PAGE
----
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Abstract

A sand-cast medium-carbon steel heavy-duty axle housing, which had been quenched and tempered to about 30 HRC, fractured after almost 5000 h of service. Investigation (0.4x magnification) revealed that the fracture had been initiated by a hot tear that formed during solidification of the casting. The mass of a feeder-riser system located near the tear retarded cooling in this region, creating a hot spot. This supported the conclusion that the tear causing the fracture of the axle housing was formed during solidification by hindered contraction and was enlarged in service by fatigue. Recommendations were to change the feeder location to eliminate the hot spot and thus the occurrence of hot tearing.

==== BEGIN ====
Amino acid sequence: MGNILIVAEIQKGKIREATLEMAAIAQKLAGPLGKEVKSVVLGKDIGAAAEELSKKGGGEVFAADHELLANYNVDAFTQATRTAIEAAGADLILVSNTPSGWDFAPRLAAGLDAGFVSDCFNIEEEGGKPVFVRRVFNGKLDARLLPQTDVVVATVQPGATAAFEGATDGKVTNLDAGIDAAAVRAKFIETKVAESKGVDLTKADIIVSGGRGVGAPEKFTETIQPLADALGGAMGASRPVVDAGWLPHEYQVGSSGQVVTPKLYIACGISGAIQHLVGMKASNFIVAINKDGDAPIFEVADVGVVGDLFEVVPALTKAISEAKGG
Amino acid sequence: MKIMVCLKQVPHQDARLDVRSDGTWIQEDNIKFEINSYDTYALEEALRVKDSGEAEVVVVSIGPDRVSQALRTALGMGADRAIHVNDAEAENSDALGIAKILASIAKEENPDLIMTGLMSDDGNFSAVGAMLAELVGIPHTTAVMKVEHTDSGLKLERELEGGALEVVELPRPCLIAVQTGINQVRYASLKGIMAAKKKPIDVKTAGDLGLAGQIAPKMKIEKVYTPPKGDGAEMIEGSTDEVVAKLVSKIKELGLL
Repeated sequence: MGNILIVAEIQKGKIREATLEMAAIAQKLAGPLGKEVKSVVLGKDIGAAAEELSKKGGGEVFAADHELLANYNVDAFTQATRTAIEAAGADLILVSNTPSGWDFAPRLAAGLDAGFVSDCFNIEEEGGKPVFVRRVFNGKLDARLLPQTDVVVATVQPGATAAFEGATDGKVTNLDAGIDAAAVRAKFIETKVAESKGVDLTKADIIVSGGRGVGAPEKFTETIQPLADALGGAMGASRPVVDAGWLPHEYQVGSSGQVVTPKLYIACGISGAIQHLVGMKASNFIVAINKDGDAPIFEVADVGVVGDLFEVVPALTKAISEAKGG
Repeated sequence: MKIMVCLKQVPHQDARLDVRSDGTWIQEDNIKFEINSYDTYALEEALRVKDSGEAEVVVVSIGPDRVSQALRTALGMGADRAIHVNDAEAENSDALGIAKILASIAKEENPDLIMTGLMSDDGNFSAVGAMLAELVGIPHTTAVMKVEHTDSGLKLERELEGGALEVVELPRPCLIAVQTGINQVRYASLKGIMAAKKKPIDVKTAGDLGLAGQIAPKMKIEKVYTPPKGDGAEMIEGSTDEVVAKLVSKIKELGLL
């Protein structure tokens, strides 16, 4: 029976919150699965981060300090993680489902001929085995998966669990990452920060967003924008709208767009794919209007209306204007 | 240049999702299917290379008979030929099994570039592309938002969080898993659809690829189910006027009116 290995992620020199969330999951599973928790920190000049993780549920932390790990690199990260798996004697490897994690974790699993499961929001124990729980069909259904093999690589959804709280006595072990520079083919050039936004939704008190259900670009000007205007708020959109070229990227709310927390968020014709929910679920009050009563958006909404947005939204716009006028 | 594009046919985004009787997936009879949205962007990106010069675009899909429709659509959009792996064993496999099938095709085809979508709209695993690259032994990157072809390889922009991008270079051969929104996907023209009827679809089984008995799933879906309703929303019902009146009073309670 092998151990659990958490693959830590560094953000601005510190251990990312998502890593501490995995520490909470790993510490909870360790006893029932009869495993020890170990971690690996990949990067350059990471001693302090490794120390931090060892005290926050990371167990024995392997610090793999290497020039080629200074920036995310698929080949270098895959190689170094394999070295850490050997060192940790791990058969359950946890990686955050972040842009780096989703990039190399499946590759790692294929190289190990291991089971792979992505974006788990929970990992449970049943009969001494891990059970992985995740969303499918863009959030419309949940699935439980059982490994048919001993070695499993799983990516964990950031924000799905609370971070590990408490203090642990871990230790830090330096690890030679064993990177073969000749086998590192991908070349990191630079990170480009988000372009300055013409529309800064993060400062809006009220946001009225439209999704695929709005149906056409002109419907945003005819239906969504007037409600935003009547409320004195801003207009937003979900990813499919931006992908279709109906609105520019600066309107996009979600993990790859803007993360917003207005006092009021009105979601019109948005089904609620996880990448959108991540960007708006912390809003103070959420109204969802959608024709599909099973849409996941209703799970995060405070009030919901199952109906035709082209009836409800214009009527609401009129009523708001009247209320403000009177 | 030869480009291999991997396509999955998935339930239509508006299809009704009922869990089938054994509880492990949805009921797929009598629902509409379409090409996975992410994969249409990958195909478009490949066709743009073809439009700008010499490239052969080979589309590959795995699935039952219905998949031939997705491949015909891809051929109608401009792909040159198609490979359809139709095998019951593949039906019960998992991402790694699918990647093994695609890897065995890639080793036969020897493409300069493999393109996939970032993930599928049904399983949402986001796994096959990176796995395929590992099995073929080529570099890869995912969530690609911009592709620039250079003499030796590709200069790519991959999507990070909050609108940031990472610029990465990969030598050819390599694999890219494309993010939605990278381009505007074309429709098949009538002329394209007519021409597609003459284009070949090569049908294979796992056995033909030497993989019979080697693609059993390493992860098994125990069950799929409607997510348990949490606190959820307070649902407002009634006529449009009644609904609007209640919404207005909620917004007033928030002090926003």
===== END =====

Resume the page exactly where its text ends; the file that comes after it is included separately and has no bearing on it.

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2019. "Fatigue Fracture of a Sand-Cast Steel Axle Housing That Originated at a Hot Tear", ASM Failure Analysis Case Histories: Automobiles and Trucks

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